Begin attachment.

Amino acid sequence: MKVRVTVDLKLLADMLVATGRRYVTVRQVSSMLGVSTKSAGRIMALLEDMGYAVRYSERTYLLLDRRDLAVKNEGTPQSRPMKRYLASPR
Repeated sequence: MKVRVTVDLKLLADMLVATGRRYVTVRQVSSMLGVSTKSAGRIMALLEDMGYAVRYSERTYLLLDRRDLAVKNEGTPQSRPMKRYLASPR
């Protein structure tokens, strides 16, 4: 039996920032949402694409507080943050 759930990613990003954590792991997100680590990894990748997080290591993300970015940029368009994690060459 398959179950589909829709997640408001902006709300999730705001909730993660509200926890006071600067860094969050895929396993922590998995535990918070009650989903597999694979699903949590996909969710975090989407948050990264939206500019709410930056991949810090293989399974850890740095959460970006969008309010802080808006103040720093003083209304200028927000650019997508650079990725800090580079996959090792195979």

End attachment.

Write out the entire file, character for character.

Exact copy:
Amino acid sequence: MKVRVTVDLKLLADMLVATGRRYVTVRQVSSMLGVSTKSAGRIMALLEDMGYAVRYSERTYLLLDRRDLAVKNEGTPQSRPMKRYLASPR
Repeated sequence: MKVRVTVDLKLLADMLVATGRRYVTVRQVSSMLGVSTKSAGRIMALLEDMGYAVRYSERTYLLLDRRDLAVKNEGTPQSRPMKRYLASPR
């Protein structure tokens, strides 16, 4: 039996920032949402694409507080943050 759930990613990003954590792991997100680590990894990748997080290591993300970015940029368009994690060459 398959179950589909829709997640408001902006709300999730705001909730993660509200926890006071600067860094969050895929396993922590998995535990918070009650989903597999694979699903949590996909969710975090989407948050990264939206500019709410930056991949810090293989399974850890740095959460970006969008309010802080808006103040720093003083209304200028927000650019997508650079990725800090580079996959090792195979």